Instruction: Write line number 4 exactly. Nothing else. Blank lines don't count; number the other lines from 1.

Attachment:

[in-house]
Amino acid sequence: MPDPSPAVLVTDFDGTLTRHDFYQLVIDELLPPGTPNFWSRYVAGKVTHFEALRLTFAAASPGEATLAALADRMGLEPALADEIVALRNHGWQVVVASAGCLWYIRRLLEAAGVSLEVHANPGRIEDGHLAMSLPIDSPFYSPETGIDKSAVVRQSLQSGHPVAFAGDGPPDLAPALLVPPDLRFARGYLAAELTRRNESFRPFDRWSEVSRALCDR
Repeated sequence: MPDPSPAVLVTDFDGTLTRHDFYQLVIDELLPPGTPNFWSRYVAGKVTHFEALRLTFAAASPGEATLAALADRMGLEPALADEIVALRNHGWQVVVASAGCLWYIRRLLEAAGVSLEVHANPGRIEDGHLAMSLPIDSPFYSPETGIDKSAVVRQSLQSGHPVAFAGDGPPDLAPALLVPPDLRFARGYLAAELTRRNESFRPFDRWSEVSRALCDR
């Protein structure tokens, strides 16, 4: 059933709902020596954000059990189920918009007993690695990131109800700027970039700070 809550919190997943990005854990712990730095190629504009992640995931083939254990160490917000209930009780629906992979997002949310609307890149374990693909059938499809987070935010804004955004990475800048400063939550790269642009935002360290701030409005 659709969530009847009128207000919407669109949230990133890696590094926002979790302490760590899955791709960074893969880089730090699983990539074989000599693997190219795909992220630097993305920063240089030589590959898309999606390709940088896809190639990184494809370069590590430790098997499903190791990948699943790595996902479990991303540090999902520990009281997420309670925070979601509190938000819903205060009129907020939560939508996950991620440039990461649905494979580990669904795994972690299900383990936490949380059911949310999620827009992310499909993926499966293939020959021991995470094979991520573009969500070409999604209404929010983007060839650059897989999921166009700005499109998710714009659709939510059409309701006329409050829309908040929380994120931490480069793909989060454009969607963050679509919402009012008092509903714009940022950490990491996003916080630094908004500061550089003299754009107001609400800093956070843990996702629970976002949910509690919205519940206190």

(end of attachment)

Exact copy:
């Protein structure tokens, strides 16, 4: 059933709902020596954000059990189920918009007993690695990131109800700027970039700070 809550919190997943990005854990712990730095190629504009992640995931083939254990160490917000209930009780629906992979997002949310609307890149374990693909059938499809987070935010804004955004990475800048400063939550790269642009935002360290701030409005 659709969530009847009128207000919407669109949230990133890696590094926002979790302490760590899955791709960074893969880089730090699983990539074989000599693997190219795909992220630097993305920063240089030589590959898309999606390709940088896809190639990184494809370069590590430790098997499903190791990948699943790595996902479990991303540090999902520990009281997420309670925070979601509190938000819903205060009129907020939560939508996950991620440039990461649905494979580990669904795994972690299900383990936490949380059911949310999620827009992310499909993926499966293939020959021991995470094979991520573009969500070409999604209404929010983007060839650059897989999921166009700005499109998710714009659709939510059409309701006329409050829309908040929380994120931490480069793909989060454009969607963050679509919402009012008092509903714009940022950490990491996003916080630094908004500061550089003299754009107001609400800093956070843990996702629970976002949910509690919205519940206190």